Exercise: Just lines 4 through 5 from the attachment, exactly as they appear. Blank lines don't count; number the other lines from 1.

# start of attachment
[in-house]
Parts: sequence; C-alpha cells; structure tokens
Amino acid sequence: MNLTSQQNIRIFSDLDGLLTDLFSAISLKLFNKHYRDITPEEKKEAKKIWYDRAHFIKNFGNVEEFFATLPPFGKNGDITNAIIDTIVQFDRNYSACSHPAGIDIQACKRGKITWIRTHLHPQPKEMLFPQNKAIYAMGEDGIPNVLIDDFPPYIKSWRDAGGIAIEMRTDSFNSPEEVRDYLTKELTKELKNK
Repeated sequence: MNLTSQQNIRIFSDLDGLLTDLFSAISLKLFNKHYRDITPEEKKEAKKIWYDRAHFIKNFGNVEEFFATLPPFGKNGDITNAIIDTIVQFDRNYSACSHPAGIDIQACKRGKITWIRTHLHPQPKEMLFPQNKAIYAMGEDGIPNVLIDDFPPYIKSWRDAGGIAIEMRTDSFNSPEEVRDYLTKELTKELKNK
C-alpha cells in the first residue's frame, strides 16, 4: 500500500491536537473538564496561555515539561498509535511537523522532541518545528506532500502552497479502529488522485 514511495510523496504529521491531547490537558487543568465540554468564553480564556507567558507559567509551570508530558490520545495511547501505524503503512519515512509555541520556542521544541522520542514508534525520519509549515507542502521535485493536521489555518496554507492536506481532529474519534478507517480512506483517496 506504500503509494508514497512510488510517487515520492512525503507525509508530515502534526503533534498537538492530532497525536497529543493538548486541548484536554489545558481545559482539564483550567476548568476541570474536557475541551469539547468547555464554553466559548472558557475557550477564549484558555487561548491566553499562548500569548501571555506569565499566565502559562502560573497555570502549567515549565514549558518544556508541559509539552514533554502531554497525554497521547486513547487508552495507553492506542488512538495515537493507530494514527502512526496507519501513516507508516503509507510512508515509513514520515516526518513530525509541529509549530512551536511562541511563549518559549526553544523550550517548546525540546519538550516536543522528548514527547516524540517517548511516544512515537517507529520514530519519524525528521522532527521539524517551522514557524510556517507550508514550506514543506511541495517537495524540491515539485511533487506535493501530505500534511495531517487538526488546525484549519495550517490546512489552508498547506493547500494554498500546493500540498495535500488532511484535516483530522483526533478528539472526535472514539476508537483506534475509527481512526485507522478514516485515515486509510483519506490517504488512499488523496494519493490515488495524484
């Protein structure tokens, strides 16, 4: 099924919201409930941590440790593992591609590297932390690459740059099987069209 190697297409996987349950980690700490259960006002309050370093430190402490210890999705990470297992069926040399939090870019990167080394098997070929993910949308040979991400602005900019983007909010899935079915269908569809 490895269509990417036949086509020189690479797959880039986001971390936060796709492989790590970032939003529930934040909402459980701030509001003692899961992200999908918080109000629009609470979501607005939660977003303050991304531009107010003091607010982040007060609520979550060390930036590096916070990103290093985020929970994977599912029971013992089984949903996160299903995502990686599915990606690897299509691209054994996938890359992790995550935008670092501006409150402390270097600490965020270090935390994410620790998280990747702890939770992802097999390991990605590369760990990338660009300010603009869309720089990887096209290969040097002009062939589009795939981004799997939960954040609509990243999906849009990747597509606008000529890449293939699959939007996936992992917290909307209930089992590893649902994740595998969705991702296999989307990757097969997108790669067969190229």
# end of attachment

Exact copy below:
Repeated sequence: MNLTSQQNIRIFSDLDGLLTDLFSAISLKLFNKHYRDITPEEKKEAKKIWYDRAHFIKNFGNVEEFFATLPPFGKNGDITNAIIDTIVQFDRNYSACSHPAGIDIQACKRGKITWIRTHLHPQPKEMLFPQNKAIYAMGEDGIPNVLIDDFPPYIKSWRDAGGIAIEMRTDSFNSPEEVRDYLTKELTKELKNK
C-alpha cells in the first residue's frame, strides 16, 4: 500500500491536537473538564496561555515539561498509535511537523522532541518545528506532500502552497479502529488522485 514511495510523496504529521491531547490537558487543568465540554468564553480564556507567558507559567509551570508530558490520545495511547501505524503503512519515512509555541520556542521544541522520542514508534525520519509549515507542502521535485493536521489555518496554507492536506481532529474519534478507517480512506483517496 506504500503509494508514497512510488510517487515520492512525503507525509508530515502534526503533534498537538492530532497525536497529543493538548486541548484536554489545558481545559482539564483550567476548568476541570474536557475541551469539547468547555464554553466559548472558557475557550477564549484558555487561548491566553499562548500569548501571555506569565499566565502559562502560573497555570502549567515549565514549558518544556508541559509539552514533554502531554497525554497521547486513547487508552495507553492506542488512538495515537493507530494514527502512526496507519501513516507508516503509507510512508515509513514520515516526518513530525509541529509549530512551536511562541511563549518559549526553544523550550517548546525540546519538550516536543522528548514527547516524540517517548511516544512515537517507529520514530519519524525528521522532527521539524517551522514557524510556517507550508514550506514543506511541495517537495524540491515539485511533487506535493501530505500534511495531517487538526488546525484549519495550517490546512489552508498547506493547500494554498500546493500540498495535500488532511484535516483530522483526533478528539472526535472514539476508537483506534475509527481512526485507522478514516485515515486509510483519506490517504488512499488523496494519493490515488495524484